Here is a specific student example…

In a low stakes assignment group (Reading Quizzes) there are 15 quizzes across the semester; students are required to complete their choice of 12/15. Though all have different due dates (based on when we cover the material in class), all of these quizzes are available (open) at the beginning of the semester... in an effort to offer students some time management flexibility. I have set the assignment group ‘Rule’ to “ignore lowest 3 scores".

The images below are from my Gradebook on 01/21. The due date for Quiz#1 had passed, and the deadline for Quiz#2 is the next morning (1/22 @ 8am). Some students have already completed Quiz#2. This, of course, is a behavior I want to encourage (as opposed to their waiting until the last minute). A perfect score on each quiz is 10.



So this is above has already completed both quizzes: The “x” to the right indicates that the score is currently being “ignored” (dropped). If the student hovers over the ‘x’ to the right, s/he will see the message: “This assignment is dropped and will not be considered in the total calculation.” If we pretend for the moment that this is the only assignment group in the course, Student#1’s running total in the Gradebook would be 10/10, giving credit for the 1st (higher score) quiz and ignoring the 2nd (lower score) quiz. As a student, the first reaction is usually something like “What! I don’t those 9 points?”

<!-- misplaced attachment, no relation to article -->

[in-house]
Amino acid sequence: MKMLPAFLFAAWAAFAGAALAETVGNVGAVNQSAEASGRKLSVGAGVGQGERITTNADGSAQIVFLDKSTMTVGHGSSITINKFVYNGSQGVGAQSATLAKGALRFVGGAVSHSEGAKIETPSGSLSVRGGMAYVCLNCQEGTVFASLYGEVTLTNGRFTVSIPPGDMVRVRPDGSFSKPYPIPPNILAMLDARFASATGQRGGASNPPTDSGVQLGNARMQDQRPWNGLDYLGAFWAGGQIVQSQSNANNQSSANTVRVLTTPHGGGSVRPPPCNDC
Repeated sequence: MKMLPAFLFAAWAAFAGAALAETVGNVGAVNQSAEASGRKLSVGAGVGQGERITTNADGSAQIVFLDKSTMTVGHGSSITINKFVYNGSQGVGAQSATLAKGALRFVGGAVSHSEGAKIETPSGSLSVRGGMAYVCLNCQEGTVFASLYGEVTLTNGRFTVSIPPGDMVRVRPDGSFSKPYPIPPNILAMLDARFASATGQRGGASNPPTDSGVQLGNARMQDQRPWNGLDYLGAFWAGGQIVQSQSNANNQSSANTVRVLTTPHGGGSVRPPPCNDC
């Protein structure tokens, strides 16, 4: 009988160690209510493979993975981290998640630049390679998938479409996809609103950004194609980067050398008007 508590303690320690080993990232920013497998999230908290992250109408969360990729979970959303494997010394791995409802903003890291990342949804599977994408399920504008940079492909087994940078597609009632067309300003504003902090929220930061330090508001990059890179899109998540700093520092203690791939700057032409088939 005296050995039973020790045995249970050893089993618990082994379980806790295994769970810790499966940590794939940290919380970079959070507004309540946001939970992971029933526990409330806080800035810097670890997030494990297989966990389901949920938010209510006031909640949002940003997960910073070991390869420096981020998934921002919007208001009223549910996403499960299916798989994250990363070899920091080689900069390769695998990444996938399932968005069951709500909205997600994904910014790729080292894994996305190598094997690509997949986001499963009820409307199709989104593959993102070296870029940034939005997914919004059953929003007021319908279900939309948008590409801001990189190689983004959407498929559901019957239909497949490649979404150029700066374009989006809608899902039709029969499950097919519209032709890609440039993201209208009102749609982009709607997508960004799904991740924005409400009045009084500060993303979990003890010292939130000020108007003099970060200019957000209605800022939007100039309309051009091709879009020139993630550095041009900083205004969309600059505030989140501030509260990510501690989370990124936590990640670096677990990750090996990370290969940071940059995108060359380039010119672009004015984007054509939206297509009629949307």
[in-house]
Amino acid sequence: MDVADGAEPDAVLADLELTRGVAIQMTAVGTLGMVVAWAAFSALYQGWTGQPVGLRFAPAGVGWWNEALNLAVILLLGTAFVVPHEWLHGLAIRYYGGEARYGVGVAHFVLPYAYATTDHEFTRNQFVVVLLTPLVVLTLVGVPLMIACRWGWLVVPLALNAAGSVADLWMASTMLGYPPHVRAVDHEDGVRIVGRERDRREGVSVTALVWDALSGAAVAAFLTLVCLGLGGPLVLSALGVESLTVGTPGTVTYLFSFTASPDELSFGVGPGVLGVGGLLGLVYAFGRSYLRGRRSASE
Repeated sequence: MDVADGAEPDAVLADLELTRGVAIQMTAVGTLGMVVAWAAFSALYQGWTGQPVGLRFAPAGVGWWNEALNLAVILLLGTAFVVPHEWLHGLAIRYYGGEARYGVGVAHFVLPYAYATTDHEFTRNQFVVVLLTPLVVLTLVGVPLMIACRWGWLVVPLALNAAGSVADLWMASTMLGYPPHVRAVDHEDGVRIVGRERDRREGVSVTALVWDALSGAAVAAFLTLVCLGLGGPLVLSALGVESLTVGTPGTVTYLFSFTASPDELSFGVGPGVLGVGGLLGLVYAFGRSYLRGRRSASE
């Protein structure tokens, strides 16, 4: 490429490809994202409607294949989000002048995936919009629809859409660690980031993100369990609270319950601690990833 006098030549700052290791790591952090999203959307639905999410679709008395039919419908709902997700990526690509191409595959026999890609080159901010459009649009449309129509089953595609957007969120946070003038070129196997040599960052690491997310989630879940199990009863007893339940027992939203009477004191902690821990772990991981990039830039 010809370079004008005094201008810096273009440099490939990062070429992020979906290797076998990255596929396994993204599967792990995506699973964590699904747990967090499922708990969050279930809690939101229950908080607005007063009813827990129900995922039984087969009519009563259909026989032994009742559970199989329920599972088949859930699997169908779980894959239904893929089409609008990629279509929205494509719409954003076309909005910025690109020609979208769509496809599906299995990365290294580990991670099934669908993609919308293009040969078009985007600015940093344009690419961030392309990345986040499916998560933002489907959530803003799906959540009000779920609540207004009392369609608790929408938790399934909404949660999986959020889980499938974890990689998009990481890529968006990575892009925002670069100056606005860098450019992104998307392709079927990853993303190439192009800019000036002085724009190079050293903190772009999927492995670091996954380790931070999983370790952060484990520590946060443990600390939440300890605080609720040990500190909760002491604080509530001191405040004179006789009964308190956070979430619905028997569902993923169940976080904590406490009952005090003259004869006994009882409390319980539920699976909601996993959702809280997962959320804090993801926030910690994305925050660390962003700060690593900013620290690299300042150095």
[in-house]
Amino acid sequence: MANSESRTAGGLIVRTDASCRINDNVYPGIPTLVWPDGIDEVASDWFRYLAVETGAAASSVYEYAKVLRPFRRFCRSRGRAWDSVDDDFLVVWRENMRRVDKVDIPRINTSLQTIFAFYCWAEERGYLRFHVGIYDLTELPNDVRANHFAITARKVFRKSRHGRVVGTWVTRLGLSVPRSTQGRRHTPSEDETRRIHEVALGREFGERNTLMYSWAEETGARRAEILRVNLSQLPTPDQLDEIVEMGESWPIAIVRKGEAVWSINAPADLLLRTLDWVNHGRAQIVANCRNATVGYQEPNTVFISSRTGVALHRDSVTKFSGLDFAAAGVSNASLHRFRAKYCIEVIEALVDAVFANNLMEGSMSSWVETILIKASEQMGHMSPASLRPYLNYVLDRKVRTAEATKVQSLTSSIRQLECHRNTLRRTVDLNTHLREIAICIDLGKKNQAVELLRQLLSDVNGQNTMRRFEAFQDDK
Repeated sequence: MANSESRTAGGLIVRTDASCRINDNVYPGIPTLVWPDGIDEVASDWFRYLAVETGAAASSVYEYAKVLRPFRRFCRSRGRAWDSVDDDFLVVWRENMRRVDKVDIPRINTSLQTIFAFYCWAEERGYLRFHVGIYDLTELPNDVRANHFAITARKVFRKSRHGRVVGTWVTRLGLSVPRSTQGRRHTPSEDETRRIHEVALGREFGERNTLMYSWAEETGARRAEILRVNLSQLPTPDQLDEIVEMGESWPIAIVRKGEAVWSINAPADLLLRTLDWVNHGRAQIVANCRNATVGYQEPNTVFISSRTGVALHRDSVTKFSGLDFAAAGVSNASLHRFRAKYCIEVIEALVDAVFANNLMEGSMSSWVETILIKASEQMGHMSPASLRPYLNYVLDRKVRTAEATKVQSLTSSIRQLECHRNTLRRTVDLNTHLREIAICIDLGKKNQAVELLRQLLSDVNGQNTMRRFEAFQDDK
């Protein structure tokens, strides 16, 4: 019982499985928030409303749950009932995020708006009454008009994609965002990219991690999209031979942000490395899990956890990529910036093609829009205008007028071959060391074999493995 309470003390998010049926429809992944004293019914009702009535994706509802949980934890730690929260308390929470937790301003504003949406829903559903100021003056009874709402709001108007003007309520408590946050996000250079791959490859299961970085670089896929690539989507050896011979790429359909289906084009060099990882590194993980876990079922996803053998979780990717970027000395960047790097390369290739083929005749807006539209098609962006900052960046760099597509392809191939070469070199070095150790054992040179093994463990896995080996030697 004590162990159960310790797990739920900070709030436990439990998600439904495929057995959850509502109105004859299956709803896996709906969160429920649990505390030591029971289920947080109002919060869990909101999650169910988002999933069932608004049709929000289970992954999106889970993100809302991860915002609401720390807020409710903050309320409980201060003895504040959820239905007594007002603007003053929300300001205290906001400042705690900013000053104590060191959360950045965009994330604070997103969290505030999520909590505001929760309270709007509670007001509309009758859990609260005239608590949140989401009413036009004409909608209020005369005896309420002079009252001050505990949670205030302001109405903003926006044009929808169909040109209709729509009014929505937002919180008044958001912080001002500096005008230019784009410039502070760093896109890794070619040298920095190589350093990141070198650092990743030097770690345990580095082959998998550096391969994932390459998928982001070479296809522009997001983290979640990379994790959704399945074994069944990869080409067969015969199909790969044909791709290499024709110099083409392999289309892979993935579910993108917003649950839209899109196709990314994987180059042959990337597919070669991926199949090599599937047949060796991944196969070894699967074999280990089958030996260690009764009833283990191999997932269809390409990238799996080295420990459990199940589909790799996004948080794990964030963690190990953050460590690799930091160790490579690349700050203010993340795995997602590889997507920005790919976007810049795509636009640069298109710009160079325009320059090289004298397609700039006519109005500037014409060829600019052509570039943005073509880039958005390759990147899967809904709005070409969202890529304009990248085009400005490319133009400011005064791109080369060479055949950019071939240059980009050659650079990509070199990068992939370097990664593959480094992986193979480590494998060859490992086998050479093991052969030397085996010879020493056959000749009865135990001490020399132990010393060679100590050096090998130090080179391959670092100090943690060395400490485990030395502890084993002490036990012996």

Here is another example…



I gave this student a +1 ‘fudge point’ for being the very first of my 100+ students in this course to submit our first quiz. On 01/20 this student completed the second quiz (2 days early) – but what she sees in her Gradebook is that her perfect score of 10 on Quiz#2 “…is dropped and will not be considered in the total calculation.” This student’s running total would be 11/10. From the students’ perspective, the perfect work they did on Quiz#2 is not being credited. Pedagogically speaking, this seems a bad idea.